Patricia Caspers

Piece from a Kosode with Ginkgo Leaves, Waves, and Butterflies, Japan

Portrait of God as a Girl Ginkgo

Before words, there was a cool slake of river,
the depths I quarried, and the silver eddies
where I shucked each spent leaf—
amber fluke, tattered wing of swallowtail—
the silt cradle where a single blade might press
its shadow into the firmament.

You complain of my creature odor,
name the scent vomit, semen,
but I blossom green as spring, grow
golden with summershine, orbit
my own self with small, dazzling suns—
and if their ripening into the future
offends your human senses, I am not sorry.

Come glacier, come tiger moth, come beetle, come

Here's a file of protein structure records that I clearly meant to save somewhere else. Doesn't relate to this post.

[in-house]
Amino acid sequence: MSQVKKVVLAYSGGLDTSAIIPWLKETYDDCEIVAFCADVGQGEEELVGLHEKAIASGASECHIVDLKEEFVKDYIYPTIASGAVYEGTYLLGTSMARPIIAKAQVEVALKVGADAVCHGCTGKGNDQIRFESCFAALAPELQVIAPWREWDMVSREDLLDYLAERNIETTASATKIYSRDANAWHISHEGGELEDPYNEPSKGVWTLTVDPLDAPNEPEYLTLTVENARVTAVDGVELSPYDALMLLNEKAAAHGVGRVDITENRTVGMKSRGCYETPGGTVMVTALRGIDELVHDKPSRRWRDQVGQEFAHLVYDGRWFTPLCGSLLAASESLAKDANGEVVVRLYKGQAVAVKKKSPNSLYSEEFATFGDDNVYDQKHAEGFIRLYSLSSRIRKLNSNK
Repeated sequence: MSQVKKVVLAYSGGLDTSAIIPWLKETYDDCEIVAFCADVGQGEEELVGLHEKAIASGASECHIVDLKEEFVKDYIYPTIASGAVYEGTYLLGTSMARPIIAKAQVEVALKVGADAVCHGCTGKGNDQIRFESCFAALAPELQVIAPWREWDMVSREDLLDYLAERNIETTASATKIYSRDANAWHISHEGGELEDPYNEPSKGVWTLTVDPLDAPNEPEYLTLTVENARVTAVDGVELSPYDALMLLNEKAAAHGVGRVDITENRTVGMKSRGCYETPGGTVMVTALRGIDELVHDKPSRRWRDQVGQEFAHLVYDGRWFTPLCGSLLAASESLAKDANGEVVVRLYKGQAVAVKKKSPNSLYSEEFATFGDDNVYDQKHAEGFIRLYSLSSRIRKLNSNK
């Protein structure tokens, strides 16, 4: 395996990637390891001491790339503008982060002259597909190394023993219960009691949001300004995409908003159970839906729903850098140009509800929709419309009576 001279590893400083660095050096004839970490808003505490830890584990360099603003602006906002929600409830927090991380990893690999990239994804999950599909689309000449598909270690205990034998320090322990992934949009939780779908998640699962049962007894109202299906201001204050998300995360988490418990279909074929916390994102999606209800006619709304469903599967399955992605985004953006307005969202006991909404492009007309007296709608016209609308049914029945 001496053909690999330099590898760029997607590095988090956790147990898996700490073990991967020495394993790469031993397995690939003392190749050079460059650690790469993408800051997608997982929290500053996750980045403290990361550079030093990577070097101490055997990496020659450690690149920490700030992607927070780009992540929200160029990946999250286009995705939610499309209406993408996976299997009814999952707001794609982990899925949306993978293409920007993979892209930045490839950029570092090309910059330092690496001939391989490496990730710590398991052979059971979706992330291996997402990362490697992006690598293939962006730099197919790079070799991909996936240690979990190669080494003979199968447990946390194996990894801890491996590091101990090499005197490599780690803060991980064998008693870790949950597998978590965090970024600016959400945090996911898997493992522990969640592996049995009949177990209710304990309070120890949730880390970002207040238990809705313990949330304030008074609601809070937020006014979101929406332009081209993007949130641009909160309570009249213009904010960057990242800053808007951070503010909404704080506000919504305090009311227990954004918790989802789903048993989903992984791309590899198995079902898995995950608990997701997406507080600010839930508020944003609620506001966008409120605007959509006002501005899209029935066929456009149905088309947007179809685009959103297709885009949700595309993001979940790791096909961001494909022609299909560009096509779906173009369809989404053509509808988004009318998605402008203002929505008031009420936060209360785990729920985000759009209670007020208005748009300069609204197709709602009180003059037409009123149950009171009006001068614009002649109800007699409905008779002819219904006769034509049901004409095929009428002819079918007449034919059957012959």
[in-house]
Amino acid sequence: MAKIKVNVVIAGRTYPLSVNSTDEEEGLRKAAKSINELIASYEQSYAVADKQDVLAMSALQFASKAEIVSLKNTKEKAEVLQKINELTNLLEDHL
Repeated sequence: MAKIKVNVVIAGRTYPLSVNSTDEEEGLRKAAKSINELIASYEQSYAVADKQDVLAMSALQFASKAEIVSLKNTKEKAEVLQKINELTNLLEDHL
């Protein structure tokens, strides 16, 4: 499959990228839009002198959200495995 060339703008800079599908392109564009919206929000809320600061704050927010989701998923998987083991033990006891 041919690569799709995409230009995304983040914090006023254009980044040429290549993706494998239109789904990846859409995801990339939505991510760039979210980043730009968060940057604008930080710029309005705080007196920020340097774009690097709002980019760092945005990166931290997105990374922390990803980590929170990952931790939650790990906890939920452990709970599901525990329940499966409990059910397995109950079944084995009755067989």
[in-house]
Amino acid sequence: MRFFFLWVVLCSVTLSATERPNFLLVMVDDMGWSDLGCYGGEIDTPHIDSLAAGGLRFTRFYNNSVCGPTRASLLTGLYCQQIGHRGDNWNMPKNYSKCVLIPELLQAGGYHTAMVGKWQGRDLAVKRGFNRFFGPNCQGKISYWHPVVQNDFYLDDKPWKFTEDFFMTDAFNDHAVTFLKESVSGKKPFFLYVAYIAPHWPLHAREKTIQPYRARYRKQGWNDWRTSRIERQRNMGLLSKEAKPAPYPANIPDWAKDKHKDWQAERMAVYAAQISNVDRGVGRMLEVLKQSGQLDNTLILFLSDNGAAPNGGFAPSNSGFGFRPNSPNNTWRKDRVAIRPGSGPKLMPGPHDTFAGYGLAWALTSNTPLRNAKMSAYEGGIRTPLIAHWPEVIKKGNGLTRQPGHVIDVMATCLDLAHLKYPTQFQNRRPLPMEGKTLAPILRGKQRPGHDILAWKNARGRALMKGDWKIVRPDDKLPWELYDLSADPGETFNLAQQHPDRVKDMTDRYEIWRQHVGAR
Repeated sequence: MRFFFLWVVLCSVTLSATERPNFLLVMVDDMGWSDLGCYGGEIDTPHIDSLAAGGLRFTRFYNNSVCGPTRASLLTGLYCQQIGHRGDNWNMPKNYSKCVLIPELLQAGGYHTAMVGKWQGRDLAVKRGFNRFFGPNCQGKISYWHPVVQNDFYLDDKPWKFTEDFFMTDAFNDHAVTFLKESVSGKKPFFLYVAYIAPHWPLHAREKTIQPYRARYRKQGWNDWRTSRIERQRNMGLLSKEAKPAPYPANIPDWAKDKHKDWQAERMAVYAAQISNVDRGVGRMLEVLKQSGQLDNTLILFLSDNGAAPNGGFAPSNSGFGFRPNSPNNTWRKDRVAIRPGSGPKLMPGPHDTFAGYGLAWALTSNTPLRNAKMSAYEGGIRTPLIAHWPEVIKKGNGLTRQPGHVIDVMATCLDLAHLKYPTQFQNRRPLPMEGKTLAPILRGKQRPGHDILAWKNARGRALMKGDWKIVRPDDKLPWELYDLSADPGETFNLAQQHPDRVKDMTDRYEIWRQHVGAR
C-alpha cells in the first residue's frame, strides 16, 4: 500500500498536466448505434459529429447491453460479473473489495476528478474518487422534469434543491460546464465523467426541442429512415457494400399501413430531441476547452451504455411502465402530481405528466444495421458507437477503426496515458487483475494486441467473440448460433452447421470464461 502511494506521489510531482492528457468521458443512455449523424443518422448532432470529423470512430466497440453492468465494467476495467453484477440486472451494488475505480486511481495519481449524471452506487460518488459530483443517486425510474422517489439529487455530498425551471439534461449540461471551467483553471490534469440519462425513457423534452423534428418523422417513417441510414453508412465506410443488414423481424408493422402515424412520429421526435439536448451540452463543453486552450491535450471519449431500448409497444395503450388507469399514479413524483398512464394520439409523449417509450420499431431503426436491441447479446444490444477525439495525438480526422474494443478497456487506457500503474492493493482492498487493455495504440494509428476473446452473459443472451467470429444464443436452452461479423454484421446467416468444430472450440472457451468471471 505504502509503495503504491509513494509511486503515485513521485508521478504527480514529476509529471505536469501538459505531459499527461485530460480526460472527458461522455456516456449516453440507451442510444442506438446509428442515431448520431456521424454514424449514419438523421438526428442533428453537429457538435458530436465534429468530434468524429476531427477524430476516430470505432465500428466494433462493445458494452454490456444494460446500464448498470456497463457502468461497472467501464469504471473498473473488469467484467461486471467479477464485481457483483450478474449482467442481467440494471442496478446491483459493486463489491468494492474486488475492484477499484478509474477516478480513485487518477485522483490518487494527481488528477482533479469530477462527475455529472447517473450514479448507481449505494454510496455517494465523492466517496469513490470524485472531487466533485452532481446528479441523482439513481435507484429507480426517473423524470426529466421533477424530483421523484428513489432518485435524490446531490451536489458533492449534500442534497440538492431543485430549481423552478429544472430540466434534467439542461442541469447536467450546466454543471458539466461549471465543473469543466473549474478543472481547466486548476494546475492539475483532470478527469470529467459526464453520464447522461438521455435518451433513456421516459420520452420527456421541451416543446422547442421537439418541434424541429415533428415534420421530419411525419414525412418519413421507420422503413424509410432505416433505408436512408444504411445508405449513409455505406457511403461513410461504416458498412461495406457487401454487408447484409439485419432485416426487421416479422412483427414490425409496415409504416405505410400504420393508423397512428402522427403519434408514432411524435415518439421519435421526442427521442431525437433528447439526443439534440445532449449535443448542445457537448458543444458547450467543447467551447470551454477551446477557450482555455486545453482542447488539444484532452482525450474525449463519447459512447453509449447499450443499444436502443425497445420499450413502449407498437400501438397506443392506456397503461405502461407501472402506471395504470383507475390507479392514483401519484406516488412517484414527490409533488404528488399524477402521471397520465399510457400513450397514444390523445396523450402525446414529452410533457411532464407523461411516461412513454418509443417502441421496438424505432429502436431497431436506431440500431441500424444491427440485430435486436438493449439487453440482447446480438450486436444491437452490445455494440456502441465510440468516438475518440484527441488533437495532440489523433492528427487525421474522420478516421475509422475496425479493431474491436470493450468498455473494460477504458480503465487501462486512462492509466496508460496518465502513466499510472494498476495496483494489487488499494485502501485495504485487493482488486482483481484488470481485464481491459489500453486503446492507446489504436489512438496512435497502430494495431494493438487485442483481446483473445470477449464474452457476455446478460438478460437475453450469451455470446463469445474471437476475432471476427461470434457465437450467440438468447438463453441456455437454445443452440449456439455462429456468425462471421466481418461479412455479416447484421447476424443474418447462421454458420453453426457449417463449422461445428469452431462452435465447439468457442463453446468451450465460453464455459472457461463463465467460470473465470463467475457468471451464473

fission, come Adam with concrete and smog,
the workworn hands that bind my roots
in shallow city boxes, fingers that each autumn
gather my seeds from where they land on the asphalt
where there once was a river.

Patricia Caspers is an award-winning poet, columnist and journalist. Her poetry is published widely in journals such as Ploughshares, Valparaiso, Sugar House Review, and Terrain. She won the Nimrod/Hardman Pablo Neruda Prize for poetry, and her second full-length poetry collection, Some Flawed Magic, is forthcoming from Kelsay Press in December, 2021. She has an MFA in poetry from Mills College and lives in the foothills of northern California where she edits West Trestle Review.

Edward Donovan, 1768-1837, Blue Mountain Swallowtails

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Spring 2021